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5 July 2024

The constituencies that shaped election night

Our post election guide: from major Tory losses, and trouble for the SNP, to the end of a political dynasty.

By Finn McRedmond and Nicholas Harris

The contours of this election were established long ahead of last night: a Labour landslide was essentially a foregone conclusion from the opening days of the campaign; several prominent Conservatives were predicted to lose their seats; many suspected that the party might outperform the most dismal end of expectations. But this was by no means a boring general election. We’ve compiled a list of the seats that told the story of last night: which best encapsulated the broader political themes of this summer? Where did the polling get it wrong? Which results should give Labour a cause for anxiety in the medium and long term? Here’s our guide.

A high-profile loss in South West Norfolk

How many suspected that the former prime minister Liz Truss would lose her seat? Students of the local politics of South West Norfolk – should they exist – will know that her defeat comes after a saga of squabbles with her constituency. When Truss was first chosen as its candidate in 2009, she faced a deselection effort by the “Turnip Taliban”, a group of local Tory activists who resented her outsider status. They also took umbrage with a personal life that, in their eyes, fell some way short of socially conservative ideals (specifically her affair with another MP, Mark Field). Locals have only come to resent her further since, claiming she has spent very little of the last 14 years in the constituency, and the “Turnip Taliban” resurfaced at this election in the independent candidacy of James Bagge, a former Conservative Party member, army captain and KC – essentially possessing everything about traditional Toryism that Liz Truss lacks. He took just over six thousand votes, helping to grind Truss down to her narrow defeat to Labour. And perhaps this loss will come to stand most saliently for the Conservative implosion we have witnessed: Truss, the personification of the political chaos of the last two years, ejected by a tranche of genuine conservatives who feel their natural party has abandoned them.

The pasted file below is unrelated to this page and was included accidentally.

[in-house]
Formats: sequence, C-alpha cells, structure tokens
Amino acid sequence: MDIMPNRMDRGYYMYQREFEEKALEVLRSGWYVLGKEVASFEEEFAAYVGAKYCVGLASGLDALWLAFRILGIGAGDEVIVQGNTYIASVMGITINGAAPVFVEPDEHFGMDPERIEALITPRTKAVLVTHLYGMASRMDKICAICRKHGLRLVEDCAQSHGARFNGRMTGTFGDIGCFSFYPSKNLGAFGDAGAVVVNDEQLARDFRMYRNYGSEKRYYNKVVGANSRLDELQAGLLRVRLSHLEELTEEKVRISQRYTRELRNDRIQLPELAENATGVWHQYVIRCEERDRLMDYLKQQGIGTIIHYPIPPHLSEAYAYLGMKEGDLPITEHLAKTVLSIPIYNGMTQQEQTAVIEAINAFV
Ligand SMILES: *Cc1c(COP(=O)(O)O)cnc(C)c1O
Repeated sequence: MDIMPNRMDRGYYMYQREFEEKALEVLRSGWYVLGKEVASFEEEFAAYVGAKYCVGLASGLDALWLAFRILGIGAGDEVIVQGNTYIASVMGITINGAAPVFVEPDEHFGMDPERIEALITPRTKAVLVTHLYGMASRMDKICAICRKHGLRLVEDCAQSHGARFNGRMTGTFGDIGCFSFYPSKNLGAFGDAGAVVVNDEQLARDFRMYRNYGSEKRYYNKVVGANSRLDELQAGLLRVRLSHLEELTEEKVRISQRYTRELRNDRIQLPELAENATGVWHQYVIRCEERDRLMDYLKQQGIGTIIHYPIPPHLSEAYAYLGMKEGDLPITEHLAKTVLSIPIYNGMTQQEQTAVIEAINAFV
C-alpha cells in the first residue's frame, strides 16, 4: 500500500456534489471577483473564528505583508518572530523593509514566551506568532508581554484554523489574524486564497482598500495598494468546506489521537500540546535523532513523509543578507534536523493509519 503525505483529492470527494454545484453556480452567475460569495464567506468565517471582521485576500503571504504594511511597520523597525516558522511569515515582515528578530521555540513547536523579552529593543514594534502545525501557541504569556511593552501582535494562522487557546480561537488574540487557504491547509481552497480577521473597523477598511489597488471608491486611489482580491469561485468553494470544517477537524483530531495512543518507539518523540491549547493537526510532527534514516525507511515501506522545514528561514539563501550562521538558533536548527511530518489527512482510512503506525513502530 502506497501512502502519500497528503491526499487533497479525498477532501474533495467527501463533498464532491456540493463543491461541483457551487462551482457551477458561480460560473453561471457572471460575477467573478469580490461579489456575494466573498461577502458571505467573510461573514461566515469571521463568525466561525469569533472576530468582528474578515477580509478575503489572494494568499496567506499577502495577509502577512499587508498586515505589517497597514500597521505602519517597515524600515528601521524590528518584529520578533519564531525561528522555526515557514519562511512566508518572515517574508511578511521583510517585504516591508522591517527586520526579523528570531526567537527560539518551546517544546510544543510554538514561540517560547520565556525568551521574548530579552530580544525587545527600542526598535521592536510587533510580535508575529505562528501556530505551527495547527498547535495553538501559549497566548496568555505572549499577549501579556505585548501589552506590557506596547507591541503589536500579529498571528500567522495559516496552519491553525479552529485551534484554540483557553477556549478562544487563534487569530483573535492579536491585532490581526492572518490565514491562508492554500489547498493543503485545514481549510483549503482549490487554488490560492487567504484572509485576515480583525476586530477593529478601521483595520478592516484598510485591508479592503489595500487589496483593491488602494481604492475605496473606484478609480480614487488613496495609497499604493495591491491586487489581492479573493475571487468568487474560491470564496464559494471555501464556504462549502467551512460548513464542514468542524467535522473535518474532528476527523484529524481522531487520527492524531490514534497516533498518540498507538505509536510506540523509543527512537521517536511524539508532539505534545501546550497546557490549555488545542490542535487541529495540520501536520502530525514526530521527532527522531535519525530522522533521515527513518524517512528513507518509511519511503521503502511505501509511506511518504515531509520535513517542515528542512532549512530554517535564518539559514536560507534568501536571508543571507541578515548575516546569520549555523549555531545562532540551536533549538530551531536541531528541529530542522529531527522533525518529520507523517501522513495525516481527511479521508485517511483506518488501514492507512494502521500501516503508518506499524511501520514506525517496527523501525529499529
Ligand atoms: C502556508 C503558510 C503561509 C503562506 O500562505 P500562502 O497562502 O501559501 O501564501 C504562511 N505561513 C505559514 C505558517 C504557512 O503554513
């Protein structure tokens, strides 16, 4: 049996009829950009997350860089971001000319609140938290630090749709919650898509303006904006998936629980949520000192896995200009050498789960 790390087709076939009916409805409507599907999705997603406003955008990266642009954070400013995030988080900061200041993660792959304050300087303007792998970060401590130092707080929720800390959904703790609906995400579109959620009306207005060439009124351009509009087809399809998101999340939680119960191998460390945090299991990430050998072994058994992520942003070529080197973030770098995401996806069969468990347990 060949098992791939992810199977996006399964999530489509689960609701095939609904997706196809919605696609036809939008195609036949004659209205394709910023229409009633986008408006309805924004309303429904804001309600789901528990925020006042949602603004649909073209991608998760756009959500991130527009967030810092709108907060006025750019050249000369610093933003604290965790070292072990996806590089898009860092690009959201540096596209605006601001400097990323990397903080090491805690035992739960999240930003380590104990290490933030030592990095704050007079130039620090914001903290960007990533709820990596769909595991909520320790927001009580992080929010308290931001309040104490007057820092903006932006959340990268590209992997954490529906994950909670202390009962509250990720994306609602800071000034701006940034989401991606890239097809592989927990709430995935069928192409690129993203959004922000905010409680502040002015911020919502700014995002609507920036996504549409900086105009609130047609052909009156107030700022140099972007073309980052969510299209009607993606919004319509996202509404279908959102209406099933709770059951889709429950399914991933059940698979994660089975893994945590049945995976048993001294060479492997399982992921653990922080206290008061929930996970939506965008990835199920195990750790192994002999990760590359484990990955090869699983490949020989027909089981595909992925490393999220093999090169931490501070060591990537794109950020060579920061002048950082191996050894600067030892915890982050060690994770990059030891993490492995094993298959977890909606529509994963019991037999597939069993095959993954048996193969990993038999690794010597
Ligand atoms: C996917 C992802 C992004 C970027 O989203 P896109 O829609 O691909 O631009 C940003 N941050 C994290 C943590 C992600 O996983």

George Galloway’s left splinter movement fails in Rochdale